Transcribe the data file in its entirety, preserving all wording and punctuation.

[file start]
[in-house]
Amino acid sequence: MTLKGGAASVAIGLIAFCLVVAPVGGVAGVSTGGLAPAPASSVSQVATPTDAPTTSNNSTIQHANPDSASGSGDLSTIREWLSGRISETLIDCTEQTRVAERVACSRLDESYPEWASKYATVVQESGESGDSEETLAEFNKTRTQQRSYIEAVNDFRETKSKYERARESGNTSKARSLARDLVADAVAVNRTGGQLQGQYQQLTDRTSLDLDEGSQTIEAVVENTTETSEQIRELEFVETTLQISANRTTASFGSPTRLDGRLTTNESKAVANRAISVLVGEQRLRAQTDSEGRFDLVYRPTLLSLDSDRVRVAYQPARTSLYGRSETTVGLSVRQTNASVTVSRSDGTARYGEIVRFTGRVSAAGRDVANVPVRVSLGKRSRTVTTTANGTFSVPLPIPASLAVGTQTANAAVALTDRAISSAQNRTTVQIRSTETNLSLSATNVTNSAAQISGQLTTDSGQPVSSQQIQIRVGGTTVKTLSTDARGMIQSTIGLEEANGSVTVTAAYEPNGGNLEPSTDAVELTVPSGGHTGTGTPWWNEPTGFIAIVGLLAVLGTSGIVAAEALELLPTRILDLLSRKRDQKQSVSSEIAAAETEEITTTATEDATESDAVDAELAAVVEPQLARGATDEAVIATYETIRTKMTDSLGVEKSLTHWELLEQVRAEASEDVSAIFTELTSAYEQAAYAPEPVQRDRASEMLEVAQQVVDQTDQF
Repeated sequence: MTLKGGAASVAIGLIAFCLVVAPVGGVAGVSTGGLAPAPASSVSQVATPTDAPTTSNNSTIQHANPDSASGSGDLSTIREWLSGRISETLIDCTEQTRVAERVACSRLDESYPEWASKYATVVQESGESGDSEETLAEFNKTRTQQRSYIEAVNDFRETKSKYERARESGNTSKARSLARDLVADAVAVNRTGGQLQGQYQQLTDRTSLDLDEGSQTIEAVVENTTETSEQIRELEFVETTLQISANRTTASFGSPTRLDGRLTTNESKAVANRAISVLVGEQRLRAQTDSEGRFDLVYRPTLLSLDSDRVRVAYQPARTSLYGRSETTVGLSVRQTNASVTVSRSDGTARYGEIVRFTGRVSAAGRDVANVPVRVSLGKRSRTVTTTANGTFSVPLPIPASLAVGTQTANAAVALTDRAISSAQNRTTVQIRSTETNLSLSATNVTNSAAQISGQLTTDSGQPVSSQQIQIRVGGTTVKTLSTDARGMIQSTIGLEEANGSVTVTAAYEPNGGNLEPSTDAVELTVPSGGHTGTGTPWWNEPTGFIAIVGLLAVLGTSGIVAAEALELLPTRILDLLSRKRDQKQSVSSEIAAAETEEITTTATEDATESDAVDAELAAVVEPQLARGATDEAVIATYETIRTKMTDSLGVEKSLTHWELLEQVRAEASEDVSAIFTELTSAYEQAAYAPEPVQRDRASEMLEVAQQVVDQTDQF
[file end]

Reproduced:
[in-house]
Amino acid sequence: MTLKGGAASVAIGLIAFCLVVAPVGGVAGVSTGGLAPAPASSVSQVATPTDAPTTSNNSTIQHANPDSASGSGDLSTIREWLSGRISETLIDCTEQTRVAERVACSRLDESYPEWASKYATVVQESGESGDSEETLAEFNKTRTQQRSYIEAVNDFRETKSKYERARESGNTSKARSLARDLVADAVAVNRTGGQLQGQYQQLTDRTSLDLDEGSQTIEAVVENTTETSEQIRELEFVETTLQISANRTTASFGSPTRLDGRLTTNESKAVANRAISVLVGEQRLRAQTDSEGRFDLVYRPTLLSLDSDRVRVAYQPARTSLYGRSETTVGLSVRQTNASVTVSRSDGTARYGEIVRFTGRVSAAGRDVANVPVRVSLGKRSRTVTTTANGTFSVPLPIPASLAVGTQTANAAVALTDRAISSAQNRTTVQIRSTETNLSLSATNVTNSAAQISGQLTTDSGQPVSSQQIQIRVGGTTVKTLSTDARGMIQSTIGLEEANGSVTVTAAYEPNGGNLEPSTDAVELTVPSGGHTGTGTPWWNEPTGFIAIVGLLAVLGTSGIVAAEALELLPTRILDLLSRKRDQKQSVSSEIAAAETEEITTTATEDATESDAVDAELAAVVEPQLARGATDEAVIATYETIRTKMTDSLGVEKSLTHWELLEQVRAEASEDVSAIFTELTSAYEQAAYAPEPVQRDRASEMLEVAQQVVDQTDQF
Repeated sequence: MTLKGGAASVAIGLIAFCLVVAPVGGVAGVSTGGLAPAPASSVSQVATPTDAPTTSNNSTIQHANPDSASGSGDLSTIREWLSGRISETLIDCTEQTRVAERVACSRLDESYPEWASKYATVVQESGESGDSEETLAEFNKTRTQQRSYIEAVNDFRETKSKYERARESGNTSKARSLARDLVADAVAVNRTGGQLQGQYQQLTDRTSLDLDEGSQTIEAVVENTTETSEQIRELEFVETTLQISANRTTASFGSPTRLDGRLTTNESKAVANRAISVLVGEQRLRAQTDSEGRFDLVYRPTLLSLDSDRVRVAYQPARTSLYGRSETTVGLSVRQTNASVTVSRSDGTARYGEIVRFTGRVSAAGRDVANVPVRVSLGKRSRTVTTTANGTFSVPLPIPASLAVGTQTANAAVALTDRAISSAQNRTTVQIRSTETNLSLSATNVTNSAAQISGQLTTDSGQPVSSQQIQIRVGGTTVKTLSTDARGMIQSTIGLEEANGSVTVTAAYEPNGGNLEPSTDAVELTVPSGGHTGTGTPWWNEPTGFIAIVGLLAVLGTSGIVAAEALELLPTRILDLLSRKRDQKQSVSSEIAAAETEEITTTATEDATESDAVDAELAAVVEPQLARGATDEAVIATYETIRTKMTDSLGVEKSLTHWELLEQVRAEASEDVSAIFTELTSAYEQAAYAPEPVQRDRASEMLEVAQQVVDQTDQF